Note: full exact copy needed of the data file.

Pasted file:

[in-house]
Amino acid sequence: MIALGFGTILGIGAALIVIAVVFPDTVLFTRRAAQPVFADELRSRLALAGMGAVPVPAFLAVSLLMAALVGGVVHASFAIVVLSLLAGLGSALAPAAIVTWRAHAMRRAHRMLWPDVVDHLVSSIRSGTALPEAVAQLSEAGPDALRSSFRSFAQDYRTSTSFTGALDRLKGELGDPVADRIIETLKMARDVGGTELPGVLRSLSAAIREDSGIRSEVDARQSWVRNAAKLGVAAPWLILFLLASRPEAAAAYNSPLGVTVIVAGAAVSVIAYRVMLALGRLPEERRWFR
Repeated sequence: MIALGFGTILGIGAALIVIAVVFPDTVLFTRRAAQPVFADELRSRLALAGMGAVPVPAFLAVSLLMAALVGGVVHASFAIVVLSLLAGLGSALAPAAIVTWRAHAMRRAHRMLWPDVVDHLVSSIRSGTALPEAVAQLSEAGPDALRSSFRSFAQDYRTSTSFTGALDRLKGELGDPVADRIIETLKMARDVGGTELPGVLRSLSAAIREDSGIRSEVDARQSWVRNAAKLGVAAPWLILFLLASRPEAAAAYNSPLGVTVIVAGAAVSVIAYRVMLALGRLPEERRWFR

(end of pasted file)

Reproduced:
[in-house]
Amino acid sequence: MIALGFGTILGIGAALIVIAVVFPDTVLFTRRAAQPVFADELRSRLALAGMGAVPVPAFLAVSLLMAALVGGVVHASFAIVVLSLLAGLGSALAPAAIVTWRAHAMRRAHRMLWPDVVDHLVSSIRSGTALPEAVAQLSEAGPDALRSSFRSFAQDYRTSTSFTGALDRLKGELGDPVADRIIETLKMARDVGGTELPGVLRSLSAAIREDSGIRSEVDARQSWVRNAAKLGVAAPWLILFLLASRPEAAAAYNSPLGVTVIVAGAAVSVIAYRVMLALGRLPEERRWFR
Repeated sequence: MIALGFGTILGIGAALIVIAVVFPDTVLFTRRAAQPVFADELRSRLALAGMGAVPVPAFLAVSLLMAALVGGVVHASFAIVVLSLLAGLGSALAPAAIVTWRAHAMRRAHRMLWPDVVDHLVSSIRSGTALPEAVAQLSEAGPDALRSSFRSFAQDYRTSTSFTGALDRLKGELGDPVADRIIETLKMARDVGGTELPGVLRSLSAAIREDSGIRSEVDARQSWVRNAAKLGVAAPWLILFLLASRPEAAAAYNSPLGVTVIVAGAAVSVIAYRVMLALGRLPEERRWFR